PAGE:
Climate Ground Zero Delivers Toxic Blasting Dust to Capitol Building in Charleston, West Virginia

For Immediate release:

Climate Ground Zero Delivers Toxic Blasting Dust
to Capitol Building in Charleston, West Virginia

When: Monday, November 25 at 1:00 P.M.
Where: The Liberty Bell Memorial near the back steps of the Capitol Building.

“Blasting mountaintops to mine for coal has been controversial in Appalachia since the 1970′s when it was first introduced. We believe it has never been legal or regulated. It destroys the streams that are the headwaters for our nations great rivers. The communities that live here have fought in every war since the American Revolution yet they are being dishonorably displaced and even their cemeteries are being desecrated, blasted, and buried in toxic mining spoils. Most importantly, new studies have shown that breathing the blasting dust can be fatal. It is past time to end the blasting,” said Mike Roselle, director of Climate Ground Zero
“If this does not stop, and stop soon, our next actions will be on the blasting sites.

At present, two million pounds of explosives are detonated every day, save Sunday, in Appalachia.

No one should have to live under this,” said James McGuinness, one of the protesters with Climate Ground Zero.

End Mountain Top Removal

End Mountain Top Removal

Additional background information available at climategroundzero.org
Contact: Mike Roselle Climate Ground Zero cell: 205 999 8391

cell: 304 854 7788 (office)

 

9 questions about Syria you were too embarrassed to ask

 

9 questions about Syria you were too embarrassed to ask

By Max Fisher, Published: August 29 at 12:50 pmE-mail the writer

 

syriaForMax (2) The United States and allies are preparing for a possibly imminent series of limited military strikes against Syria, the first direct U.S. intervention in the two-year civil war, in retaliation for President Bashar al-Assad’s suspected use of chemical weapons against civilians.

If you found the above sentence kind of confusing, or aren’t exactly sure why Syria is fighting a civil war, or even where Syria is located, then this is the article for you. What’s happening in Syria is really important, but it can also be confusing and difficult to follow even for those of us glued to it.

Here, then, are the most basic answers to your most basic questions. First, a disclaimer: Syria and its history are really complicated; this is not an exhaustive or definitive account of that entire story, just some background, written so that anyone can understand it.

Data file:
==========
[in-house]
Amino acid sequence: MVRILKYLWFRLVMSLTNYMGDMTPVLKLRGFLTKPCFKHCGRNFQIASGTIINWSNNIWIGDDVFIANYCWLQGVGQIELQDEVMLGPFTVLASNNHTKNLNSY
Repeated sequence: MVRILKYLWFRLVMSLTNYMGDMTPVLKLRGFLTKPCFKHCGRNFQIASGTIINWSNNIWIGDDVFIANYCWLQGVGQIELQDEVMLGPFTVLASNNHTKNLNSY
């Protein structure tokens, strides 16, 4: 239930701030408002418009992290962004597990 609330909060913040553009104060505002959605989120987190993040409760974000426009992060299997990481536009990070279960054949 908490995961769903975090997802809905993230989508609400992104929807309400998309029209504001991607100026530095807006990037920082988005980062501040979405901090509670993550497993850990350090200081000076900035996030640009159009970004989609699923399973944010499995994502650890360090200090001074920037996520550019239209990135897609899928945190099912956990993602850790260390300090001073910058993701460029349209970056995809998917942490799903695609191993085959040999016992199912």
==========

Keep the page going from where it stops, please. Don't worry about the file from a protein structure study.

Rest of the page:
Read the rest of our “9 questions you were too embarrassed to ask” series here

1. What is Syria?

Syria is a country in the Middle East, along the eastern shore of the Mediterranean Sea. It’s about the same size as Washington state with a population a little over three times as large – 22 million.  Syria is very diverse, ethnically and religiously, but most Syrians are ethnic Arab and follow the Sunni branch of Islam. Civilization in Syria goes back thousands of years, but the country as it exists today is very young. Its borders were drawn by European colonial powers in the 1920s.

Syria is in the middle of an extremely violent civil war. Fighting between government forces and rebels has killed more 100,000 and created 2 million refugees, half of them children.

2. Why are people in Syria killing each other?

The killing started in April 2011, when peaceful protests inspired by earlier revolutions in Egypt and Tunisia rose up to challenge the dictatorship running the country. The government responded — there is no getting around this — like monsters. First, security forces quietly killed activists. Then they started kidnapping, raping, torturing and killing activists and their family members, including a lot of children, dumping their mutilated bodies by the sides of roads. Then troops began simply opening fire on protests. Eventually, civilians started shooting back.

Fighting escalated from there until it was a civil war. Armed civilians organized into rebel groups. The army deployed across the country, shelling and bombing whole neighborhoods and towns, trying to terrorize people into submission. They’ve also allegedly used chemical weapons, which is a big deal for reasons I’ll address below. Volunteers from other countries joined the rebels, either because they wanted freedom and democracy for Syria or, more likely, because they are jihadists who hate Syria’s secular government. The rebels were gaining ground for a while and now it looks like Assad is coming back. There is no end in sight.

3. That’s horrible. But there are protests lots of places. How did it all go so wrong in Syria? And, please, just give me the short version.

That’s a complicated question, and there’s no single, definitive answer. This is the shortest possible version — stay with me, it’s worth it. You might say, broadly speaking, that there are two general theories. Both start with the idea that Syria has been a powder keg waiting to explode for decades and that it was set off, maybe inevitably, by the 2011 protests and especially by the government’s overly harsh crackdown.

Before we dive into the theories, you have to understand that the Syrian government really overreacted when peaceful protests started in mid-2011, slaughtering civilians unapologetically, which was a big part of how things escalated as quickly as they did. Assad learned this from his father. In 1982, Assad’s father and then-dictator Hafez al-Assad responded to a Muslim Brotherhood-led uprising in the city of Hama by leveling entire neighborhoods. He killed thousands of civilians, many of whom had nothing to do with the uprising. But it worked, and it looks like the younger Assad tried to reproduce it. His failure made the descent into chaos much worse.